How can we protect our children from the risk of screen addiction?
Children are starting to learn to communicate behind a screen at an ever younger age. Verbal and non-verbal face-to-face communication is lost. This creates many misunderstandings and misinterpretations at the relational and social level.
In addition, we hear about cyber harassment on social networks and non-consensual images or videos that circulate… among other web-related phenomena.
How can we protect our children from all these risks?
We have all the virtual means of communication to accelerate and strengthen contacts. Despite everything, we are losing the real and human way of communicating.
How can we transmit to our children the best ways to communicate when they have never known a world without an omnipresent screen?
The only answer to these questions seems to be direct communication and between four eyes.
Show and explain the risks, dangers, positive and negative points, with concrete examples, by surfing the web and pointing to pages that demonstrate these problems.
Prohibiting is of little use because they will find ways to use screens in a roundabout way. The important thing is that they understand why, even if it is not immediate and they are angry, it is not serious! The day will come when they will thank you for teaching them to communicate using looks, gestures, words, emotions, voice, tone, smile, courtesy and respect.
Concentration and screen
Our productivity is declining
How to regain control of your daily life and no longer be a slave to your smartphone?
Young people between the ages of 11 and 15 spend about 4.5 hours a day behind a screen on weekdays and 7.30 hours a day on weekends, between smartphones, tablets, computers and television.
When we are disturbed by a notification, it takes us about 23 minutes to focus again on the task we were doing before we were interrupted.
We even tend to reproduce this behaviour and interrupt the work we are doing ourselves without any outside intervention.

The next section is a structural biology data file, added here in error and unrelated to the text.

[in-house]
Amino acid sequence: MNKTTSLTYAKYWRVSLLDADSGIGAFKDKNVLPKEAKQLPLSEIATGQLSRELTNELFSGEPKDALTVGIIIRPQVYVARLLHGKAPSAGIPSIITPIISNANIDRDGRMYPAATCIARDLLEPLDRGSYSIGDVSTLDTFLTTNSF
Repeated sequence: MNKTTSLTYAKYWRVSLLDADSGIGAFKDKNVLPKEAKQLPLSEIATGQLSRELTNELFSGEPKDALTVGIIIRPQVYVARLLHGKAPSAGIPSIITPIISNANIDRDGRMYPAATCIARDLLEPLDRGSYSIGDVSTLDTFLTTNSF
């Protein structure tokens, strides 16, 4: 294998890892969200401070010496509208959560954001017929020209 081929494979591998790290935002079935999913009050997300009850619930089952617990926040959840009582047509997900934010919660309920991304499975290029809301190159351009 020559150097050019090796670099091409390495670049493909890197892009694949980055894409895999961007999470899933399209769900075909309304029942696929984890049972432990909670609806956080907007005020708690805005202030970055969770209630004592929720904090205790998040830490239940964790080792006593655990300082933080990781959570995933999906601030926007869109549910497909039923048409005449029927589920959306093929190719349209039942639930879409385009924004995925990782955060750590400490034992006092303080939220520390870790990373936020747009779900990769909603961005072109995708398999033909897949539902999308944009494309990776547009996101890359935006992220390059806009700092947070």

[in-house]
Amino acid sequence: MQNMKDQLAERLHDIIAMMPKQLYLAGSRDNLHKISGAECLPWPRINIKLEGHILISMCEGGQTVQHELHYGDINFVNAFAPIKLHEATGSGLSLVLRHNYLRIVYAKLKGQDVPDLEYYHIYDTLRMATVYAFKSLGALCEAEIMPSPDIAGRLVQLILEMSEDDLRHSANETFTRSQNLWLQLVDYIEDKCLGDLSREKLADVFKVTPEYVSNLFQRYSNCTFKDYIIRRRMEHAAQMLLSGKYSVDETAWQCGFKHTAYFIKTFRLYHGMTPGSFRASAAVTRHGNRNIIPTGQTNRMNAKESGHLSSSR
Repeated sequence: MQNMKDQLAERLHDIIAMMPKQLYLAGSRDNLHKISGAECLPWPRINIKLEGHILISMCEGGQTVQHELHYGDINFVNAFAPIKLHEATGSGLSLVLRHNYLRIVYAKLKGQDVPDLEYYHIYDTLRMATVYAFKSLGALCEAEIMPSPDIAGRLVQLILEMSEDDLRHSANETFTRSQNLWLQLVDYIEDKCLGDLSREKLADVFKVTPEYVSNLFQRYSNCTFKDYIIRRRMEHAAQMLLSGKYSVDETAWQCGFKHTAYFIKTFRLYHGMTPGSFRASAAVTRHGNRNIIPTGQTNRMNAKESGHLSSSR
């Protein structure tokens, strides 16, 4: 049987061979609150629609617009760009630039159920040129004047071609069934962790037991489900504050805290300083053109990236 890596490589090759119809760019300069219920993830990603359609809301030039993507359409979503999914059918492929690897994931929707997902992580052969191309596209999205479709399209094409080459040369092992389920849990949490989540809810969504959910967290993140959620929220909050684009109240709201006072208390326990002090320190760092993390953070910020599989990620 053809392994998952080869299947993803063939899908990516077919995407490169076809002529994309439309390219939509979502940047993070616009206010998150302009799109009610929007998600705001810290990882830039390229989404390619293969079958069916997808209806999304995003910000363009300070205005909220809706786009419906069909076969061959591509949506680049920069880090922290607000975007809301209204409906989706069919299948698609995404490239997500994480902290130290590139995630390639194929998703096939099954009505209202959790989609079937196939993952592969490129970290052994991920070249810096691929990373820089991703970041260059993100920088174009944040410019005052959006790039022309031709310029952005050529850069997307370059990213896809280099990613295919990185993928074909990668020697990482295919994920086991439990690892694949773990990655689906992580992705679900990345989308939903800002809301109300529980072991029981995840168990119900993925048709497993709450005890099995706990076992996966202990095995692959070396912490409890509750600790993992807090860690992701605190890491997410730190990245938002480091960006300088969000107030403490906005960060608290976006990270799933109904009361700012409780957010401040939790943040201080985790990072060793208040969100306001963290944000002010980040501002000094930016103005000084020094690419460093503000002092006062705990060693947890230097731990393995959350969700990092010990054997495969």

The World Health Organization (WHO) has included the “gaming disorder” in its list of officially recognized diseases. It is characterised by “an increased priority given to digital games and an increasing practice, despite the damaging repercussions”.
What are the solutions to screen addiction?
- increasing awareness from an early age
- better communication with children and adolescents
- a thoughtful and discussed management of weekly screen time
- an analysis of the reasons for hiding behind a screen
- a balance between real needs and excessive use of screens
Related to the subject
A person is said to have “high potential” (HP) when he or she has a rate of intellectual development that is significantly higher than the average for his or her age. We also speak of “gifted”. This particularity will influence their lives in all its aspects (academic, social, family and professional).
Dyslexia, dysorthographia, dysgraphia or dyscalculia etc. are not new phenomena and yet it seems that their problems are beginning to worry schools more and more, as they have difficulty finding concrete solutions.
The Plan d’études romand (PER) corresponds to the harmonisation of compulsory schooling. It includes 11 years of school and is coordinated by language region. The inter-cantonal agreement of this harmonization is called HarmoS.